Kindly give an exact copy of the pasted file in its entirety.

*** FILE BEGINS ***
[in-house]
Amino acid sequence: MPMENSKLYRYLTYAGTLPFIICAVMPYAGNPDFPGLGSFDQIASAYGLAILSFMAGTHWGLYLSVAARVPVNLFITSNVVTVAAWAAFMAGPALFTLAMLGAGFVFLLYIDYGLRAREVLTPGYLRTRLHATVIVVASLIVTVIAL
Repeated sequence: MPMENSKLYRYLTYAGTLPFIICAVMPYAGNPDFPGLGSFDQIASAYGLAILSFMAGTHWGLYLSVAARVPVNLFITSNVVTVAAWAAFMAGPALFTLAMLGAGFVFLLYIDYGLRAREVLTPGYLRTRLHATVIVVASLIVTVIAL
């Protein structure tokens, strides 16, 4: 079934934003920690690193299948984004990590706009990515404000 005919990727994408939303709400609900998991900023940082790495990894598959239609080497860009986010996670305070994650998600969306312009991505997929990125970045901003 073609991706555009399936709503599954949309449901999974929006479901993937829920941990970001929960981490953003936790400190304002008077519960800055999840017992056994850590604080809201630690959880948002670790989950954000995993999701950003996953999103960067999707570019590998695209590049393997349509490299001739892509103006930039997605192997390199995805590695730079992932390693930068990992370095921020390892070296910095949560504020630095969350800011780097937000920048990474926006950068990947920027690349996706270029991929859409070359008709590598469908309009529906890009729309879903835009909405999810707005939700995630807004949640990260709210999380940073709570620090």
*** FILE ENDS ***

[in-house]
Amino acid sequence: MPMENSKLYRYLTYAGTLPFIICAVMPYAGNPDFPGLGSFDQIASAYGLAILSFMAGTHWGLYLSVAARVPVNLFITSNVVTVAAWAAFMAGPALFTLAMLGAGFVFLLYIDYGLRAREVLTPGYLRTRLHATVIVVASLIVTVIAL
Repeated sequence: MPMENSKLYRYLTYAGTLPFIICAVMPYAGNPDFPGLGSFDQIASAYGLAILSFMAGTHWGLYLSVAARVPVNLFITSNVVTVAAWAAFMAGPALFTLAMLGAGFVFLLYIDYGLRAREVLTPGYLRTRLHATVIVVASLIVTVIAL
């Protein structure tokens, strides 16, 4: 079934934003920690690193299948984004990590706009990515404000 005919990727994408939303709400609900998991900023940082790495990894598959239609080497860009986010996670305070994650998600969306312009991505997929990125970045901003 073609991706555009399936709503599954949309449901999974929006479901993937829920941990970001929960981490953003936790400190304002008077519960800055999840017992056994850590604080809201630690959880948002670790989950954000995993999701950003996953999103960067999707570019590998695209590049393997349509490299001739892509103006930039997605192997390199995805590695730079992932390693930068990992370095921020390892070296910095949560504020630095969350800011780097937000920048990474926006950068990947920027690349996706270029991929859409070359008709590598469908309009529906890009729309879903835009909405999810707005939700995630807004949640990260709210999380940073709570620090």